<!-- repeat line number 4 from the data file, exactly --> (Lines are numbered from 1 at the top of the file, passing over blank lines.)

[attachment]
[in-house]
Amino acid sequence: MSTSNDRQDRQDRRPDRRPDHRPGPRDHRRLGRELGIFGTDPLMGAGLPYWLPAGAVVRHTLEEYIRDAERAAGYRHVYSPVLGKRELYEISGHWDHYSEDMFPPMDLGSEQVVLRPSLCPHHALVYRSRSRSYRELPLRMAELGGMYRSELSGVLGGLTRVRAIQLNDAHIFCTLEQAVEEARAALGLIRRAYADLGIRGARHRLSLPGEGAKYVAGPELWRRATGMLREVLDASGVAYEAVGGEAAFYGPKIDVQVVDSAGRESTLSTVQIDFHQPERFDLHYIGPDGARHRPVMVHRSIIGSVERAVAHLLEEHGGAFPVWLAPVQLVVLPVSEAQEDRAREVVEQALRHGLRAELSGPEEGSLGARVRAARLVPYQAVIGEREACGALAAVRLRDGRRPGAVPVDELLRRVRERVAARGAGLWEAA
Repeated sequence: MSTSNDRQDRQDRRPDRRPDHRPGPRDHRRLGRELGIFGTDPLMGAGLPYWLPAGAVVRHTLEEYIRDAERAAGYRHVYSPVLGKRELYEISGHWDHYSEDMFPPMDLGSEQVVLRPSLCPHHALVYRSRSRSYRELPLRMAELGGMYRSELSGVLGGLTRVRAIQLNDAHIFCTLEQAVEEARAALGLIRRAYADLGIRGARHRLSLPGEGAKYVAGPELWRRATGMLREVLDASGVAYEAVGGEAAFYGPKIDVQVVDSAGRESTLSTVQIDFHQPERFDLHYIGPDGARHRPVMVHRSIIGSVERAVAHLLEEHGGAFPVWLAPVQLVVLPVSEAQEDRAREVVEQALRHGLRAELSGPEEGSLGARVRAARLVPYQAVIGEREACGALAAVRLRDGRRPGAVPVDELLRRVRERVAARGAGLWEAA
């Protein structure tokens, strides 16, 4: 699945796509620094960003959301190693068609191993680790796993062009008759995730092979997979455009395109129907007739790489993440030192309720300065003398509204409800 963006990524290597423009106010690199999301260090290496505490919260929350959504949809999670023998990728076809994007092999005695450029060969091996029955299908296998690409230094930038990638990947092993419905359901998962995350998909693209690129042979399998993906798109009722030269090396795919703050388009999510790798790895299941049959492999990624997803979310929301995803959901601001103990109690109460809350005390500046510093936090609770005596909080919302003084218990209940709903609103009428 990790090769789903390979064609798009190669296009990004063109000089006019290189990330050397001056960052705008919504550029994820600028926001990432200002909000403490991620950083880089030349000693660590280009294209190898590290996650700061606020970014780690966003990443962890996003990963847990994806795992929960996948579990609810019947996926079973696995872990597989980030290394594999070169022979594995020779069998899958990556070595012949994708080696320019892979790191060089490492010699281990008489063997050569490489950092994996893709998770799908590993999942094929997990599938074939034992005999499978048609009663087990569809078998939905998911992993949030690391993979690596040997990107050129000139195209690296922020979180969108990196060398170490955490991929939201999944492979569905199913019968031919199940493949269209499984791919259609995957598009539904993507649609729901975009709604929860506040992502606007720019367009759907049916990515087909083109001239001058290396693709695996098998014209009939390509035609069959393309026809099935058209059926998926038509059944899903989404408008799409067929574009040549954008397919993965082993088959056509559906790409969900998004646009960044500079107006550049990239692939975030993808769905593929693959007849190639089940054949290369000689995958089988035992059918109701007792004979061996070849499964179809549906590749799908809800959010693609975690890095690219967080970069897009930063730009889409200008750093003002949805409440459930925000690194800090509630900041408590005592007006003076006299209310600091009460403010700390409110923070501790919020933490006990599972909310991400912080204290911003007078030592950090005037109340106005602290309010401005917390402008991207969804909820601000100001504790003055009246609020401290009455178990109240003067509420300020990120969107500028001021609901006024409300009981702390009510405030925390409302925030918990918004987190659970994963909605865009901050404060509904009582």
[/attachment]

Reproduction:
């Protein structure tokens, strides 16, 4: 699945796509620094960003959301190693068609191993680790796993062009008759995730092979997979455009395109129907007739790489993440030192309720300065003398509204409800 963006990524290597423009106010690199999301260090290496505490919260929350959504949809999670023998990728076809994007092999005695450029060969091996029955299908296998690409230094930038990638990947092993419905359901998962995350998909693209690129042979399998993906798109009722030269090396795919703050388009999510790798790895299941049959492999990624997803979310929301995803959901601001103990109690109460809350005390500046510093936090609770005596909080919302003084218990209940709903609103009428 990790090769789903390979064609798009190669296009990004063109000089006019290189990330050397001056960052705008919504550029994820600028926001990432200002909000403490991620950083880089030349000693660590280009294209190898590290996650700061606020970014780690966003990443962890996003990963847990994806795992929960996948579990609810019947996926079973696995872990597989980030290394594999070169022979594995020779069998899958990556070595012949994708080696320019892979790191060089490492010699281990008489063997050569490489950092994996893709998770799908590993999942094929997990599938074939034992005999499978048609009663087990569809078998939905998911992993949030690391993979690596040997990107050129000139195209690296922020979180969108990196060398170490955490991929939201999944492979569905199913019968031919199940493949269209499984791919259609995957598009539904993507649609729901975009709604929860506040992502606007720019367009759907049916990515087909083109001239001058290396693709695996098998014209009939390509035609069959393309026809099935058209059926998926038509059944899903989404408008799409067929574009040549954008397919993965082993088959056509559906790409969900998004646009960044500079107006550049990239692939975030993808769905593929693959007849190639089940054949290369000689995958089988035992059918109701007792004979061996070849499964179809549906590749799908809800959010693609975690890095690219967080970069897009930063730009889409200008750093003002949805409440459930925000690194800090509630900041408590005592007006003076006299209310600091009460403010700390409110923070501790919020933490006990599972909310991400912080204290911003007078030592950090005037109340106005602290309010401005917390402008991207969804909820601000100001504790003055009246609020401290009455178990109240003067509420300020990120969107500028001021609901006024409300009981702390009510405030925390409302925030918990918004987190659970994963909605865009901050404060509904009582």